Denmark, Sweden and New Zealand share the honour of being the world’s least corrupt countries, ahead of Singapore in fourth position and Finland and Switzerland in joint fifth, an international watchdog group said in its annual survey.
Somalia is perceived as the world’s most corrupt country followed closely by Myanmar, Iraq and Haiti, according to Transparency International’s (TI) annual Corruption Perceptions Index released yesterday.
The annual index measures perceived levels of public sector corruption as seen by business people and country analysts in 180 countries.
Somalia, the east African nation without a functioning government since 1991, scored just 1.0 on TI’s scale, which ranges from zero, which is highly corrupt, to 10, which is very clean. Myanmar, which received international condemnation for its heavy-handed crackdown on protests in last September, was on 1.3 points, as was Iraq, five years after a United States-led invasion toppled Saddam Hussein.
The places where officials were seen as least likely to line their pockets were Denmark, Sweden and New Zealand ˜ all shared first place with a score of 9.3 points ˜ ahead of Singapore with a score of 9.2 in fourth, and Finland and Switzerland with 9.0 in joint fifth.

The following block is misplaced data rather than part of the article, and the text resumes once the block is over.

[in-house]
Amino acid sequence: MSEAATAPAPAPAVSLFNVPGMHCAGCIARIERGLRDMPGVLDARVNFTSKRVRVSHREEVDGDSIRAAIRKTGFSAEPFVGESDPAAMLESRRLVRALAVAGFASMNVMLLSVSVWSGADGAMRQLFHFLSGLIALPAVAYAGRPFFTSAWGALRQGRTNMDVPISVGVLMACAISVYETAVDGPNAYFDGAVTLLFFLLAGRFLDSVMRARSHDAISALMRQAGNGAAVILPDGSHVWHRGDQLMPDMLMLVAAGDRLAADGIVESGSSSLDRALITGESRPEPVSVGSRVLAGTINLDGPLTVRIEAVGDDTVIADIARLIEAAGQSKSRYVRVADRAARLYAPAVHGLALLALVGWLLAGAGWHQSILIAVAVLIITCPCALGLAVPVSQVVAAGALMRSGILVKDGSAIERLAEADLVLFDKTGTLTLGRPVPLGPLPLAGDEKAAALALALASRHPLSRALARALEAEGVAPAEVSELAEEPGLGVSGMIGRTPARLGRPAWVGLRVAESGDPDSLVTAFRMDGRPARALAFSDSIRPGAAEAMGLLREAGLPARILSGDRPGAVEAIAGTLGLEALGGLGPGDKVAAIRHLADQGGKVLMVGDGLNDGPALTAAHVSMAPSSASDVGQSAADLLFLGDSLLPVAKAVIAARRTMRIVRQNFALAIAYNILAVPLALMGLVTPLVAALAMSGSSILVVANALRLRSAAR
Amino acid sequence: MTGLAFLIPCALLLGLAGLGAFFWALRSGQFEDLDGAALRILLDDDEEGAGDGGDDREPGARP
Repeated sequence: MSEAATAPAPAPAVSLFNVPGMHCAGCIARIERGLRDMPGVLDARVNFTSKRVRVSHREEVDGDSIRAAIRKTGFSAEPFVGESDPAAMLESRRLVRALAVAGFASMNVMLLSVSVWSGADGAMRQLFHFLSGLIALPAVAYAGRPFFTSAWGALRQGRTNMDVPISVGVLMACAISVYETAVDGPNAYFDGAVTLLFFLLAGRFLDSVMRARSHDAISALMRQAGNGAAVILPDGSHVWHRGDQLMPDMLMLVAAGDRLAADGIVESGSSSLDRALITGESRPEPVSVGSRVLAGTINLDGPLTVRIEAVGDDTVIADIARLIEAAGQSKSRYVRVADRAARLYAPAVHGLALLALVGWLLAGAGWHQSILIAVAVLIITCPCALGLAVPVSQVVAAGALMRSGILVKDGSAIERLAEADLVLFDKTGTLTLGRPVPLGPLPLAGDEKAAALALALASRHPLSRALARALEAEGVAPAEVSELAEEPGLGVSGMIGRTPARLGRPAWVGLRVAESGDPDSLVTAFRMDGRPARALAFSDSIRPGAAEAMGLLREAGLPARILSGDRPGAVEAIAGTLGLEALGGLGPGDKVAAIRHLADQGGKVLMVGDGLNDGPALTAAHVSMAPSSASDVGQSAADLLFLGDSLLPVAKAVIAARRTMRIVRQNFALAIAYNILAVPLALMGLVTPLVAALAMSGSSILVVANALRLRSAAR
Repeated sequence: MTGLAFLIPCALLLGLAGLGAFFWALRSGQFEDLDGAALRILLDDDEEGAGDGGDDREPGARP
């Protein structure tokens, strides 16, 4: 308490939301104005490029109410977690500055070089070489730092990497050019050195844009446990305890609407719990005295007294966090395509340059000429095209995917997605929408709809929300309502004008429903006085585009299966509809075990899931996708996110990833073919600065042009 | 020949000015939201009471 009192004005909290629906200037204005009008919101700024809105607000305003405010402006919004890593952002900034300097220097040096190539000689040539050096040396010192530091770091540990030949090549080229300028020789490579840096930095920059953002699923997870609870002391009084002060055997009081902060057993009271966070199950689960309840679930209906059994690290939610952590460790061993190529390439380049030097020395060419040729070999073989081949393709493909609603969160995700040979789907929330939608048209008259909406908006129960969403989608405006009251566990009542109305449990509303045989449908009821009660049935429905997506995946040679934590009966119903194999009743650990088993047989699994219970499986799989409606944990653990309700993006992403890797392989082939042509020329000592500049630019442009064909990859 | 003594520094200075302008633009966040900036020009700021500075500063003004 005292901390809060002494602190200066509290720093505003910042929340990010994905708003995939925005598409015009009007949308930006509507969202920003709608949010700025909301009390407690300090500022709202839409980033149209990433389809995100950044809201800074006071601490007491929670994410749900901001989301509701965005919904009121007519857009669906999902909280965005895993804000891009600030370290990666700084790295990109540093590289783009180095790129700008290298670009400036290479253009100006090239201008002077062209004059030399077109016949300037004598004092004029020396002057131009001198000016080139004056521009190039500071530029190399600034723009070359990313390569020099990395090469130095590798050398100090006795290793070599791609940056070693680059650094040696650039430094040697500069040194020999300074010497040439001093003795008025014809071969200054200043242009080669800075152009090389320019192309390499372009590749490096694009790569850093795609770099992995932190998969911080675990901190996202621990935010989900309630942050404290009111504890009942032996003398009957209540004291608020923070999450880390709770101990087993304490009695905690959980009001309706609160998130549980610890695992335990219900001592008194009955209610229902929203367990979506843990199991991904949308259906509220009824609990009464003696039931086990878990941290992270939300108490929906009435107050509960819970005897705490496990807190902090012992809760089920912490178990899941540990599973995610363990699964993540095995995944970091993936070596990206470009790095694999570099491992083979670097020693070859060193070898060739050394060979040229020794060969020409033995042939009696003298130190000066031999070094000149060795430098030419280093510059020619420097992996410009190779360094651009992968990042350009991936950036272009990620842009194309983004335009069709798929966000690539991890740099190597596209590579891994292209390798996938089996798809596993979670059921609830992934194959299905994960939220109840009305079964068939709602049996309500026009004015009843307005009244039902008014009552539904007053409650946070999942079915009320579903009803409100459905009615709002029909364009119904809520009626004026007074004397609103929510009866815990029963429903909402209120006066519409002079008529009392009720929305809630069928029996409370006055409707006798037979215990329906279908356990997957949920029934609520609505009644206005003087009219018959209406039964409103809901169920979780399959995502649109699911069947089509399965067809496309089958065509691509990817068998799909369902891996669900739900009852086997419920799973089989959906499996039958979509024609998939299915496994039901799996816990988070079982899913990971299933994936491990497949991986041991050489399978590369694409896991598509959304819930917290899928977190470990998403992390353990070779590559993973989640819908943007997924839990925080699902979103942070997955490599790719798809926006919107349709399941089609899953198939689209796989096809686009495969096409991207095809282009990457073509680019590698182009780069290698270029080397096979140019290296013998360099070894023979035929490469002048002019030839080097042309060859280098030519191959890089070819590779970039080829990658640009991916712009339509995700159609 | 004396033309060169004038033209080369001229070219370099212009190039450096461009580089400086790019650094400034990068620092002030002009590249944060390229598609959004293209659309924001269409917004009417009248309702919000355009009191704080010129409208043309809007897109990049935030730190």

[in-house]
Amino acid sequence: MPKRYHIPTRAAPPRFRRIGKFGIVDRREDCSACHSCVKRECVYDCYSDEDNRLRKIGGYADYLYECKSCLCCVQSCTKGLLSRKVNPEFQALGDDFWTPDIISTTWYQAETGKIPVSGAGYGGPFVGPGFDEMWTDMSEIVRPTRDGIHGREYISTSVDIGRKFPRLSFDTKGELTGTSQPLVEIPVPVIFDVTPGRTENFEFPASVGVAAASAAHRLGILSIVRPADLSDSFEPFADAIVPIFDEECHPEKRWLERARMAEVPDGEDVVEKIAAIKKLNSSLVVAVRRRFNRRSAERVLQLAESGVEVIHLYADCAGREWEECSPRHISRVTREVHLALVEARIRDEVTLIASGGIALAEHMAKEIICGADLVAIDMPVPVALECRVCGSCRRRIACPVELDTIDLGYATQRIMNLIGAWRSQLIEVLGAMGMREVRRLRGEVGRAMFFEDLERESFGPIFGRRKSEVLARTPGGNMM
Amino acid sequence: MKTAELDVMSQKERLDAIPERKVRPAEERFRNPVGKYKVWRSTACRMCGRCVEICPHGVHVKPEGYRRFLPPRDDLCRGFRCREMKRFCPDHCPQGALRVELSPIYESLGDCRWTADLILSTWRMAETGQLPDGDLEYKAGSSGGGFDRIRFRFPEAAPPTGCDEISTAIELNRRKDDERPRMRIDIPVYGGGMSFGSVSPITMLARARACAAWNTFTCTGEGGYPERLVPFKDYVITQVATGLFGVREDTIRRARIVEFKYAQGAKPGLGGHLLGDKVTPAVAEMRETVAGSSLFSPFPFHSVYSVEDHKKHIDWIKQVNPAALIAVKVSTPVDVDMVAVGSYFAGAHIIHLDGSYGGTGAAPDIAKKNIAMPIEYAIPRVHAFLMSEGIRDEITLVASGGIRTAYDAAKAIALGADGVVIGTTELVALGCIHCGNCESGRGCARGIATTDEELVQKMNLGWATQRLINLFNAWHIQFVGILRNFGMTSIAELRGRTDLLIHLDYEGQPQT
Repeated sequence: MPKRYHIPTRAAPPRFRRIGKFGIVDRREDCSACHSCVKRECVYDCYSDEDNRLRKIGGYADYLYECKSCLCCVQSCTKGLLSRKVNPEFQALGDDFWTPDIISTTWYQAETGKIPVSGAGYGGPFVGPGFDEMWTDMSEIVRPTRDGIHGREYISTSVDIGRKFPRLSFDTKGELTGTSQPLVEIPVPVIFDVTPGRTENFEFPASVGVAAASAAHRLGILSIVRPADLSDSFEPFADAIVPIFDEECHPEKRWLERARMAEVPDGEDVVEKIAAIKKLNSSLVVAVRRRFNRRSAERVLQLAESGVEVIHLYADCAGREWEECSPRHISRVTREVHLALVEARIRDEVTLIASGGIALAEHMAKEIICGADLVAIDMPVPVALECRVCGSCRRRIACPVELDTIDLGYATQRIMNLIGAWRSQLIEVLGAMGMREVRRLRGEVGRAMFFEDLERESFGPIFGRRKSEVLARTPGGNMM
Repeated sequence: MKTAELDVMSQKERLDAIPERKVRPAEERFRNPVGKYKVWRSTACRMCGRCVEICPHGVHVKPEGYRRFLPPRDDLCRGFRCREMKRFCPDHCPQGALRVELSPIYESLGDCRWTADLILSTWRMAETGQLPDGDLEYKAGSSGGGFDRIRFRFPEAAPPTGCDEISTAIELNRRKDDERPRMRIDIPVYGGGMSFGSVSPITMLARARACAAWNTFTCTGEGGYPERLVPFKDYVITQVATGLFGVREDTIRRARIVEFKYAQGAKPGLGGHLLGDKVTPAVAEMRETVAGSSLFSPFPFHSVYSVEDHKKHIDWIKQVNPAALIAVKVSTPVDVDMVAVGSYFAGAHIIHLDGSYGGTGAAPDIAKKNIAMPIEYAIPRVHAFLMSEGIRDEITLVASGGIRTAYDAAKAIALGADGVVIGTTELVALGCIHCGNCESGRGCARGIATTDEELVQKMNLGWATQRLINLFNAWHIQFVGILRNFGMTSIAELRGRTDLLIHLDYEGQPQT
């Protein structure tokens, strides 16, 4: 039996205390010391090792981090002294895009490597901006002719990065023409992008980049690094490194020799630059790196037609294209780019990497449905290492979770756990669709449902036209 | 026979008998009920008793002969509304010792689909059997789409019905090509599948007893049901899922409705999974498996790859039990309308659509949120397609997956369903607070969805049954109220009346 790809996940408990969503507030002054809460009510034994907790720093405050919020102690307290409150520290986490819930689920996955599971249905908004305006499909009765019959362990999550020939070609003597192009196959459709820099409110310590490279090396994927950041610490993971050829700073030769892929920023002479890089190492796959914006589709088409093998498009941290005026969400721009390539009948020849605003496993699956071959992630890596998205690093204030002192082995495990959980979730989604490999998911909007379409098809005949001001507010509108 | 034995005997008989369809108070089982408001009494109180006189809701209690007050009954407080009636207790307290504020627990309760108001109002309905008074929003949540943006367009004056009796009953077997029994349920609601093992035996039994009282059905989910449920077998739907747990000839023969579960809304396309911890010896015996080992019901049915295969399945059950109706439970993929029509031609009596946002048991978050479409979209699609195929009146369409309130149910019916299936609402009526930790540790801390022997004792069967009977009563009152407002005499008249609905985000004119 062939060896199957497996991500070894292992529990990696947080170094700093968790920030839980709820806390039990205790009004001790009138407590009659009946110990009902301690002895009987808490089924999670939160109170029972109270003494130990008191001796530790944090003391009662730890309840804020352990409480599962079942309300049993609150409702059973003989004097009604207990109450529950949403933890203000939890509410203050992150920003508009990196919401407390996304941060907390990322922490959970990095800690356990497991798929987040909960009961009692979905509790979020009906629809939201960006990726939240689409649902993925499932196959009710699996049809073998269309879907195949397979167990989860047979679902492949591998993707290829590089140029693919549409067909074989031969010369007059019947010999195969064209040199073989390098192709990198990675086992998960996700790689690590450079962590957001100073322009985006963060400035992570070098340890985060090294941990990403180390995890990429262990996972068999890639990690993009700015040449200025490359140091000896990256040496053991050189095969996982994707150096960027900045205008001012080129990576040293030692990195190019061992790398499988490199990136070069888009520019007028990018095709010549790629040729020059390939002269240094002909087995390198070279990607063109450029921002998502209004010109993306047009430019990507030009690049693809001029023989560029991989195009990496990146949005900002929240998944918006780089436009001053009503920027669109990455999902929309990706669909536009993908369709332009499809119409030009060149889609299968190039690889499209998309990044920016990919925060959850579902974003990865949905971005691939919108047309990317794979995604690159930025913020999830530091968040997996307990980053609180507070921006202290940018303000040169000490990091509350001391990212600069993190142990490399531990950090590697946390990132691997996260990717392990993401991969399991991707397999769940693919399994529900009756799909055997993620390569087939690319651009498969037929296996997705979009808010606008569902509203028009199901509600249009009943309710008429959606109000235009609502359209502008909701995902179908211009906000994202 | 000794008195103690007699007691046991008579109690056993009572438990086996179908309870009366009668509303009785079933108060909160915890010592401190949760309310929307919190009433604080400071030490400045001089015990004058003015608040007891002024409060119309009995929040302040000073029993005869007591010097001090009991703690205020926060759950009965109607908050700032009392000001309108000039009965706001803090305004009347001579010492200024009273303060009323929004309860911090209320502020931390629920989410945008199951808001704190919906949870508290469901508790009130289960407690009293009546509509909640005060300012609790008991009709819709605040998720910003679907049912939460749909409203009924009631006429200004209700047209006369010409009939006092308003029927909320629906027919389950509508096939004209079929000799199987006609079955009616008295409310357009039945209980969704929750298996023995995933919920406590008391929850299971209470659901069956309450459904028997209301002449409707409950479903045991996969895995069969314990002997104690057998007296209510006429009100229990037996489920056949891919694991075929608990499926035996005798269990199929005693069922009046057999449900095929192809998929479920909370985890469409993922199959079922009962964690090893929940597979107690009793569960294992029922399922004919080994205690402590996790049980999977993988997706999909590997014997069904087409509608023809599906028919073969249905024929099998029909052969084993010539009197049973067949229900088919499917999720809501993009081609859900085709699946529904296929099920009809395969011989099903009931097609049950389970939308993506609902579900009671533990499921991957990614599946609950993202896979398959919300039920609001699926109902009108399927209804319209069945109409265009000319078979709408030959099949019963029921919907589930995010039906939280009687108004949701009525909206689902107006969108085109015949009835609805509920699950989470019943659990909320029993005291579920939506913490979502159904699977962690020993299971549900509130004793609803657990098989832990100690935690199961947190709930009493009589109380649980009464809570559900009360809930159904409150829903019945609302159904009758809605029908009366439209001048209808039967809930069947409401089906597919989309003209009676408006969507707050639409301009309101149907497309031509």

Last year, Denmark, Finland and New Zealand shared the top spot.
TI also separately ranked the countries surveyed by region and Singapore was ranked second among a total of 32 Asia-Pacific countries and territories.
With 22 out of the 32 countries in the Asia-Pacific scoring below 5, TI said the scores indicate a serious corruption problem in these countries’ public sectors.
The watchdog added that corruption and the lack of transparency, particularly in political financing, remain serious challenges across the Asia-Pacific region.
TI was also critical of some wealthy nations that registered significant drops in the global rankings, such as Britain which dropped to 16th in the rankings from 12th last year, and Norway which slipped to 14th from ninth.
In addition, TI highlighted the weakening performance of some wealthy exporting countries in reining in what it described as “the questionable methods of their companies in acquiring and managing overseas business”.
Source : Today – 24 Sep 2008